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    \$\begingroup\$ Idle current for the 32 bit is between ~0.5mA and 7mA. The 8 bit's graph for idle current is measured on the µA scale and tops out at 7µA - a mere 4µA when running at normal room temperature...! \$\endgroup\$ – Majenko Dec 4 '14 at 20:05
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    \$\begingroup\$ Dig out some datasheets and look for yourself. \$\endgroup\$ – Majenko Dec 4 '14 at 20:15
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    \$\begingroup\$ That is assuming that all the chip is doing is processing. Things take time that aren't dependent on the speed of the chip, such as reading data from external sensors, etc. An 80MHz 32-bit CPU isn't going to read a 100KHz I2C device any faster than a 16MHz 8 bit CPU. \$\endgroup\$ – Majenko Dec 4 '14 at 20:21
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    \$\begingroup\$ Don't forget legacy software (especially for systems requiring certification) and developer familiarity, peripheral/RAM/flash component selection (a microcontroller design with a higher performance processor will use more chip area for memory; a Cortex-M with 256 bytes of RAM seems unlikely any time soon), and package/voltage choices. A good answer should also explain why the 16-bit market is not doing better (and more modern 8-bit ISAs like AVR) and why the 4-bit market is seemingly very constrained (watches and what else?). \$\endgroup\$ – Paul A. Clayton Dec 5 '14 at 1:31
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The uC applications I've developed for commercial products almost never handled data sizes bigger than 8 bits; so even if 32-bitters were the same price as 8-bitters, there would still be no benefit. As someone else said, we go for what's familiar, so we can punch it out more quickly. The last one I developed however turned out to push the PIC16 I used to the limit in every way-- but that wasn't because of the data size. If I do any more like that, then I really should learn ARM.

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  • \$\begingroup\$ I would guess that for most small-micro applications the largest required data size would be 16 bits or maybe 24. Most applications won't need to do much with things greater than 8 bits, but they'll need to do something. On the other hand, almost every 8-bit microcontroller ever made (if not absolutely every) has a carry flag which make it possible to use a sequence of operations to perform a 16-bit (or even larger) one. \$\endgroup\$ – supercat Dec 5 '14 at 20:27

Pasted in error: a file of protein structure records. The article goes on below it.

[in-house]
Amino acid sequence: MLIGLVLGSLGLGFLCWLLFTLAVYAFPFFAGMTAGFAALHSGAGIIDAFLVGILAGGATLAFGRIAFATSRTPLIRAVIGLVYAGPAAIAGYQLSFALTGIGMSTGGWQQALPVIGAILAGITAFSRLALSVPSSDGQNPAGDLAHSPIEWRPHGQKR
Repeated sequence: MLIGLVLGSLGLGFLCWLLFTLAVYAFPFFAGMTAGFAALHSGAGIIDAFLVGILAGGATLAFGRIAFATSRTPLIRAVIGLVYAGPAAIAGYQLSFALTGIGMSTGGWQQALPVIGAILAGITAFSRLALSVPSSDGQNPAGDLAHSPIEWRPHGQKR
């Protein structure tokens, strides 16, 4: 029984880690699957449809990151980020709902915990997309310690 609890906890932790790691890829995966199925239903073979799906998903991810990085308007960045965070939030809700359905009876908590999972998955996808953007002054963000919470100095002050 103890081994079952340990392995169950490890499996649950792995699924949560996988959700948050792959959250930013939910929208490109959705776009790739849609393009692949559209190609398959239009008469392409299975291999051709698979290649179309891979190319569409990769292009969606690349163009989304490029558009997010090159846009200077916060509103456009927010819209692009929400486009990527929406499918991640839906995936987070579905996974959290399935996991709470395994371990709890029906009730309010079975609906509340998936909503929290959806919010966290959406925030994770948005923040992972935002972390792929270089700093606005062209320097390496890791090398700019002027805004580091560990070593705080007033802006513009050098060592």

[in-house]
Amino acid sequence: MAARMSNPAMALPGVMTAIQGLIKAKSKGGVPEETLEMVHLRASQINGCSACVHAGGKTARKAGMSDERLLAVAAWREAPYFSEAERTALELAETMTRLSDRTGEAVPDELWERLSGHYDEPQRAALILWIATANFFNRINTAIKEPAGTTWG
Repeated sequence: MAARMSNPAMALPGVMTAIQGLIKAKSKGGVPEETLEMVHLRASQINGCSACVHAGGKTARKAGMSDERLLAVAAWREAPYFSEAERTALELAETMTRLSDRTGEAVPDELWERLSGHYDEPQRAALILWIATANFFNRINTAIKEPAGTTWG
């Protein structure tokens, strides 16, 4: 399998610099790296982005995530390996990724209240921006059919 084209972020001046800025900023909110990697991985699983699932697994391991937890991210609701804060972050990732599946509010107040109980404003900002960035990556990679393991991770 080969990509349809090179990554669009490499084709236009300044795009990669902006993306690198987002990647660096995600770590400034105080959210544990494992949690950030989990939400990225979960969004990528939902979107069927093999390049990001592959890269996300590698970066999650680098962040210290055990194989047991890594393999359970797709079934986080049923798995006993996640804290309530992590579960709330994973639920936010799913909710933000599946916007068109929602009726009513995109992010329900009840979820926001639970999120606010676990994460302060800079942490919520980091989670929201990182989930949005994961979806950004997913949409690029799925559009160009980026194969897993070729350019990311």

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I would expect that ARM chips will take over most of the functions where something behaves like a "computer". On the other hand, a lot of 8-bit microcontrollers get used to do things which could be done with a relatively simple programmable logic device or a moderate number of gates, but can actually be done cheaper and/or with less current draw using a simple 8-bit micro. When designing more complicated applications it's often easier to use a 32-bit micro than an 8-bit one, but if the whole purpose of a chip is to, e.g. watch and debounce a certain input and, if it goes high, start outputting 200 pulses on a certain output at 1ms intervals, then 100 at 2ms intervals, then 100 at 3ms, then pause for 100ms, and keep doing that until the input goes low, designing the code for that may actually be easier on an 8-bit micro than on a 32-bit one. The cost difference between 8-bit and 32-bit micros may no longer be sufficient in many cases to justify spending additional engineering effort to make a project "fit" in an 8-bit micro, but in cases where a 32-bit part wouldn't save any engineering effort there's no reason to spend even a penny extra.

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  • \$\begingroup\$ I agree, but point out that maintaining and staying proficient with two toolchains involves engineering effort of its own. \$\endgroup\$ – Scott Seidman Dec 5 '14 at 20:42